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Appeals court upholds allowing represented defendant to argue pro se

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A criminal defendant represented by counsel who unsuccessfully argued on his own to withdraw a guilty plea to a Class A felony charge of dealing cocaine had a burden of proving manifest injustice, which he failed to do, the Indiana Court of Appeals ruled Tuesday.

The court affirmed a ruling by Tippecanoe Superior Judge Randy J. Williams denying a motion to withdraw the plea in Jerome Milian v. State of Indiana, 79A02-1302-CR-197. Milian was sentenced to 33 years in prison, with 26 years executed, and was found to be a habitual substance offender.

Williams allowed Milian to proceed with the pro se motion to withdraw his plea, in which Milian said he was misled into believing he was pleading to a Class B felony rather than a Class A felony. The judge held a hearing at which Milian argued his motion while his attorney sat in as stand-by counsel.

An appeals panel rejected Milian’s argument that the trial court abused its discretion by allowing him to represent himself in the hearing on his plea-withdrawal motion.  

“Milian received multiple advisements and admonishments from the trial court regarding his rights, and in particular, his right to representation by counsel. Milian has failed to meet his burden of establishing that the trial court abused its discretion. Consequently, we find no error here,” Judge James Kirsch wrote for the panel that also included Chief Judge Margaret Robb and Judge Patricia Riley.

The court record of Milian’s guilty plea hearing worked against his pro se motion.

“Milian stated for the record that he was happy with his legal representation and the services his attorney had provided. Milian affirmed that the plea agreement contained the terms he understood were to be included. The description of the offense that was read to Milian at the guilty plea hearing included the element that the crime occurred within 1000 feet of a housing complex, and the probable cause affidavit for that count, which also includes that allegation, was sworn to by Milian,” Kirsch wrote.  

“In sum, all three veins along which Milian sought to withdraw his guilty plea, were rebutted by verified evidence in the record, and Milian failed to show manifest injustice,” the panel held.

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  • Wasting time & money!
    Mediocre cases like this are the reason that serious and violent crime goes unsolved. What is the difference of dealing within 1ooo feet or 1000 feet one inch of a school, park or public housing? Answer: NO! What is the difference between a public housing complex and a private resident with young children. Answer: NONE!

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  1. All the lawyers involved in this don't add up to a hill of beans; mostly yes-men punching their tickets for future advancement. REMF types. Window dressing. Who in this mess was a real hero? the whistleblower that let the public know about the torture, whom the US sent to Jail. John Kyriakou. http://www.nytimes.com/2013/01/26/us/ex-officer-for-cia-is-sentenced-in-leak-case.html?_r=0 Now, considering that Torture is Illegal, considering that during Vietnam a soldier was court-martialed and imprisoned for waterboarding, why has the whistleblower gone to jail but none of the torturers have been held to account? It's amazing that Uncle Sam's sunk lower than Vietnam. But that's where we're at. An even more unjust and pointless war conducted in an even more bogus manner. this from npr: "On Jan. 21, 1968, The Washington Post ran a front-page photo of a U.S. soldier supervising the waterboarding of a captured North Vietnamese soldier. The caption said the technique induced "a flooding sense of suffocation and drowning, meant to make him talk." The picture led to an Army investigation and, two months later, the court martial of the soldier." Today, the US itself has become lawless.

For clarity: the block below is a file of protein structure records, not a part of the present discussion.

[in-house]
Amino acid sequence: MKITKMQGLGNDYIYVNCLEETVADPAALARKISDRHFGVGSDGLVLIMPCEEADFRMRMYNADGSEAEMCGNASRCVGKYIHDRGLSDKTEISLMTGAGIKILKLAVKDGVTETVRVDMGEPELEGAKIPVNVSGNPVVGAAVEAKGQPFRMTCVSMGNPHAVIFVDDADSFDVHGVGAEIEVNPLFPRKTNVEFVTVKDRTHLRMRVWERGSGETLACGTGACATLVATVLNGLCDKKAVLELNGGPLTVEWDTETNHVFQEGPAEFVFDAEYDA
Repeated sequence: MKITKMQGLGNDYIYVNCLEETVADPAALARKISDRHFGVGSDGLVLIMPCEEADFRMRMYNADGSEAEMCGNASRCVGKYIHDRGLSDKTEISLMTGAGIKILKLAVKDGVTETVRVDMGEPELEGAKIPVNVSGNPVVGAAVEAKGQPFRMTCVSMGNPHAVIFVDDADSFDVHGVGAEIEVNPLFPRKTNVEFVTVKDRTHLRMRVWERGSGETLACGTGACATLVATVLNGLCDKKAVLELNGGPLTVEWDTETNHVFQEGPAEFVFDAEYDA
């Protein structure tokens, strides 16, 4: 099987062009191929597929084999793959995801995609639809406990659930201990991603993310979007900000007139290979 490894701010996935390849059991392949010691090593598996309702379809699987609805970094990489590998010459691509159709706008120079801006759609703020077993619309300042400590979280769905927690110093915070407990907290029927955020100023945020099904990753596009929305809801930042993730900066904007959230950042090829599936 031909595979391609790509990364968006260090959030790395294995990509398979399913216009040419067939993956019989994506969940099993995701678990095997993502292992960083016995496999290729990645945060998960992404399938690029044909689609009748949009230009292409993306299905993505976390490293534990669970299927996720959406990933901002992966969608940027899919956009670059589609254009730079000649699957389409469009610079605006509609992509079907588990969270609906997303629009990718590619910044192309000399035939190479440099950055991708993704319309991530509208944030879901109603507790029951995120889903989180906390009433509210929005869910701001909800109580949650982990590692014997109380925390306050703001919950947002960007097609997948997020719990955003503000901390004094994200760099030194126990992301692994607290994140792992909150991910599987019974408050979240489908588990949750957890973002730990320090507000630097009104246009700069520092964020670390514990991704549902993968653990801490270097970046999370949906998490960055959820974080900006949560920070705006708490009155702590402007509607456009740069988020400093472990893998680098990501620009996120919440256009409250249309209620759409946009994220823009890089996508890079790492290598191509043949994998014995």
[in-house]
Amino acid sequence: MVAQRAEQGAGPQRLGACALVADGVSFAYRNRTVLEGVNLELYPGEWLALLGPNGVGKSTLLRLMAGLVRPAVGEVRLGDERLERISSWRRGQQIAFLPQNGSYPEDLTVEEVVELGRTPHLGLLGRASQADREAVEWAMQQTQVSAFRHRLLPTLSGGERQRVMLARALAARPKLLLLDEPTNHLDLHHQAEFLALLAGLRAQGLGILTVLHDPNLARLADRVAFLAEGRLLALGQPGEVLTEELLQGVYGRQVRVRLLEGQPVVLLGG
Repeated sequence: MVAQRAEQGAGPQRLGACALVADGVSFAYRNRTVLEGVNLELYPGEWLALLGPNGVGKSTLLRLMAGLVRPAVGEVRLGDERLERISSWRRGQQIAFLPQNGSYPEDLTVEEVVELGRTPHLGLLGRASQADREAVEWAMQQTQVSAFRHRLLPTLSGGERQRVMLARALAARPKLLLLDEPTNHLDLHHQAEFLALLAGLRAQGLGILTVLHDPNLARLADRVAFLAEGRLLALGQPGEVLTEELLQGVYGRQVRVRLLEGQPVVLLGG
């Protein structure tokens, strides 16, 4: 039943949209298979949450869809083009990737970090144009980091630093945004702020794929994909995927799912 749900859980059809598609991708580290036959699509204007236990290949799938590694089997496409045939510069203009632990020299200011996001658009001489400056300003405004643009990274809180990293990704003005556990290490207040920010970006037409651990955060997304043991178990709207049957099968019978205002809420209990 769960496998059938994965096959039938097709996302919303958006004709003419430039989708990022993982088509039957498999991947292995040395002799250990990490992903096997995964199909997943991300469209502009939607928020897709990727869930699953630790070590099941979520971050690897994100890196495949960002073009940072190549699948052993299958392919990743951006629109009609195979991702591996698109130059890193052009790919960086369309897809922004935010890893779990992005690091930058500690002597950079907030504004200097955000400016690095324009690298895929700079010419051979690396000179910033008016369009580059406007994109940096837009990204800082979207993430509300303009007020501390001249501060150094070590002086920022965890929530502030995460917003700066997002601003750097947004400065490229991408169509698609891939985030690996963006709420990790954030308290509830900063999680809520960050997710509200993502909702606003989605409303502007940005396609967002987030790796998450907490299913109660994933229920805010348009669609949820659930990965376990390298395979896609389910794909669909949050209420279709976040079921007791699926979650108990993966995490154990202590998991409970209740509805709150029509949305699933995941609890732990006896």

2. "Brain Damage" alright.... The lunatic is on the grass/ The lunatic is on the grass/ Remembering games and daisy chains and laughs/ Got to keep the loonies on the path.... The lunatic is in the hall/ The lunatics are in my hall/ The paper holds their folded faces to the floor/ And every day the paper boy brings more/ And if the dam breaks open many years too soon/ And if there is no room upon the hill/ And if your head explodes with dark forbodings too/ I'll see you on the dark side of the moon!!!

  3. It is amazing how selectively courts can read cases and how two very similar factpatterns can result in quite different renderings. I cited this very same argument in Brown v. Bowman, lost. I guess it is panel, panel, panel when one is on appeal. Sad thing is, I had Sykes. Same argument, she went the opposite. Her Rooker-Feldman jurisprudence is now decidedly unintelligible.

  4. November, 2014, I was charged with OWI/Endangering a person. I was not given a Breathalyzer test and the arresting officer did not believe that alcohol was in any way involved. I was self-overmedicated with prescription medications. I was taken to local hospital for blood draw to be sent to State Tox Lab. My attorney gave me a cookie-cutter plea which amounts to an ALCOHOL-related charge. Totally unacceptable!! HOW can I get my TOX report from the state lab???

  5. My mother got temporary guardianship of my children in 2012. my husband and I got divorced 2015 the judge ordered me to have full custody of all my children. Does this mean the temporary guardianship is over? I'm confused because my divorce papers say I have custody and he gets visits and i get to claim the kids every year on my taxes. So just wondered since I have in black and white that I have custody if I can go get my kids from my moms and not go to jail?

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